This week’s foray into digital history has been an informative and provocative one. What has perhaps struck me most is the overlap in the conversations and debates surrounding public and digital history. This is not surprising finding, as all digital history arguably is public history (exceptions might be made for databases with prohibitively pricey subscriptions), but because I have been immersed in the history and controversies of public history for the past two semesters, these intersections stood out.
Though public and digital history are relatively new fields – public history at least in name if not in practice – there have been recent attempts to define and trace the history of both. It is an educational exercise, which allows practitioners to examine trends, changes, and learn from past mistakes. As Roy Rosenzweig and Daniel Cohen note in Digital History, “if you want to get involved with online history, you need to first get acquainted with the main genres of web-based history – the models that you will seek to emulate and exceed.”
Attempts at definition also tend to legitimize and add value to a field. It helps practitioners identify as public and/or digital historians, and understand the value and meaning of their endeavors. The debate over the definition of public history has been a long and unresolved one, but these efforts have enabled the creation of conferences, journals, professional organizations, and a code of ethics, not to mention dozens of public history programs at colleges and universities around the country.
Digital history seems to be following a similar track, especially with the creation of the Roy Rosenzweig Center for History and New Media. In his article “The Differences Between Digital History and Digital Humanities,” Dr. Stephen Robertson points out how digital history diverges from the digital humanities and how, as a separate field, it has its own pursuits and potential. Like the many authors who have traced the genealogy of public history, Robertson also weighs in on the origins of digital history, noting that the roots of digital history lie not in humanities computing, but in “oral history, folklore studies, radical history and public history.” As two such intertwined fields, it makes sense that they also share the vast potential to engage and expose the public to history, as well as similar problems that have emerged along the way.
The challenges of public and digital history intersect in telling ways. Many public historians lament the fragmentation of public and academic history, and the resistance to training and encouraging all historians to do work for and with the public. Rosenzweig and Cohen similarly take note that “we, as historians and as citizens, have yet to establish a new structure of historical legitimation and authority” for digital history. Clearly, there is much to be done to unite academic, public, and digital history in a way that promotes a single set of best practices and eliminates the need for distinction among “types” of historians.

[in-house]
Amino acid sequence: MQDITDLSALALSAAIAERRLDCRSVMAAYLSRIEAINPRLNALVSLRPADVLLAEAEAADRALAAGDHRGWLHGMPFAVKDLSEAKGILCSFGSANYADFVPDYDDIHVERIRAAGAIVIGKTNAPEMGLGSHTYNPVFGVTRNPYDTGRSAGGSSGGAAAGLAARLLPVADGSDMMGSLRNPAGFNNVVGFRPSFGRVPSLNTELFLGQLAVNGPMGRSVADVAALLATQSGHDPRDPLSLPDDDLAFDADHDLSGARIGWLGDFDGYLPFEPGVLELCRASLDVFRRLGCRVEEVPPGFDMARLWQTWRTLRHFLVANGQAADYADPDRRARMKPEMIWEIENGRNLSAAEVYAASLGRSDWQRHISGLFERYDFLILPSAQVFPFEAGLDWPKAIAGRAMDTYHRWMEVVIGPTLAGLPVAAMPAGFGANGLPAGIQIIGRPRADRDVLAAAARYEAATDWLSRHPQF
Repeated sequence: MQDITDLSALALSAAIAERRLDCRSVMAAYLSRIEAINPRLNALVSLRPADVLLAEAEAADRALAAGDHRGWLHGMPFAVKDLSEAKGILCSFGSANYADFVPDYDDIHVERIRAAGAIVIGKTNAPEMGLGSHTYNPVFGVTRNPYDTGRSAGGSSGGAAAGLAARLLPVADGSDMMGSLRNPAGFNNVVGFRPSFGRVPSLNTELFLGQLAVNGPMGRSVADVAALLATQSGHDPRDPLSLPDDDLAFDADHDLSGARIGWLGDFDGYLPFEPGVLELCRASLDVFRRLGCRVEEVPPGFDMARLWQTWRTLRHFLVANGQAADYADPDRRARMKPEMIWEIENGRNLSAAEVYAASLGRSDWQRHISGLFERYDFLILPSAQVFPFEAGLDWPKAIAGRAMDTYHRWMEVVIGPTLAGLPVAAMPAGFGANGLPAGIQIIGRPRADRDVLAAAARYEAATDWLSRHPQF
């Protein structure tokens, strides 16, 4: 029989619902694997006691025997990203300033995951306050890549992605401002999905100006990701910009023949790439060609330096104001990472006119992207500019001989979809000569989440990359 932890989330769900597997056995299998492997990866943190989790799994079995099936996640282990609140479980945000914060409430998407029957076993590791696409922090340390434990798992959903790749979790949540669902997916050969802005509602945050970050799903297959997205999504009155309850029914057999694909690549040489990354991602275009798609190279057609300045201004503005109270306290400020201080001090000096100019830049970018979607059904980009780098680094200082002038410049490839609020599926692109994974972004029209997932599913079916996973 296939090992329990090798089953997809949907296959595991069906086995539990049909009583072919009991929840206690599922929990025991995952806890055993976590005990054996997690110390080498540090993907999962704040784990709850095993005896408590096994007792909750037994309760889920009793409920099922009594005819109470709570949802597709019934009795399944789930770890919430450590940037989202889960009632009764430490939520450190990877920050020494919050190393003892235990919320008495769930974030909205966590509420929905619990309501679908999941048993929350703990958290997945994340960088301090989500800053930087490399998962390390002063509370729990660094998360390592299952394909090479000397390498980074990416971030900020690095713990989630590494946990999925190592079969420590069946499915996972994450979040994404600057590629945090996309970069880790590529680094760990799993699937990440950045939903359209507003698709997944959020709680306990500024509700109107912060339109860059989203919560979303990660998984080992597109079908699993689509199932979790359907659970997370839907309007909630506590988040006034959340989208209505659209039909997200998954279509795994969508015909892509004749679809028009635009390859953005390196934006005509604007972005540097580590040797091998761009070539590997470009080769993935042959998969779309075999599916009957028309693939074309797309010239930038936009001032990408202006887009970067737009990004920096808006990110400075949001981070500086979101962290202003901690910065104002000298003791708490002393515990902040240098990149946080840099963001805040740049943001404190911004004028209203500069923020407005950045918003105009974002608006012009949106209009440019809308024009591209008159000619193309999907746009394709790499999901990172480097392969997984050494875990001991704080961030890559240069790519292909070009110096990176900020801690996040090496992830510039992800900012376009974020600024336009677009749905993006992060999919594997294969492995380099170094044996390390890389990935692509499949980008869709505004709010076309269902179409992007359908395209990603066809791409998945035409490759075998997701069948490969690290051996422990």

Another heated debate in both public and digital history is how best to engage with the public. Many have taken issue with the types of history that the public tends to consume – Ken Burns documentaries, for instance, or social media accounts like @HistoryInPics. In a pointed article for Slate, Rebecca Onion argues that such sites do a disservice to history, by stripping away “curiosity, detective work, and discovery.” Without context, attribution, or a link to a source, each photograph is “a dead end.” Onion’s concerns are valid, and reminiscent of a long-standing conversation about the extent to which public historians can and should let go of their authority and embrace the public not only as consumers but as creators of content.
This debate is long from over, but reading Onion’s article I couldn’t help but see the upside. @HistoryInPics may be flawed, but its existence and popularity reiterates Roy Rosenzweig and David Thelen’s argument that the public has an active and lively interest in history. The account’s teen masterminds may not provide context, but the fact that followers seek out and provide that information to one another should not be overlooked. It also demonstrates that the web is a vibrant tool for reaching an expansive audience. Herein lies perhaps the most important thing that public and digital history share: tremendous potential. Both emerge from a genuine desire to enable access, spark interest, and enliven the past. We are still discovering the best ways to do those things and the types of tools we will use, but the fact alone that these conversations are happening indicates that both fields are evolving and getting better together. It is a frustrating process, but one that will undoubtedly yield surprising rewards. Heck, maybe one day we will even find that we have something to learn from @HistoryInPics.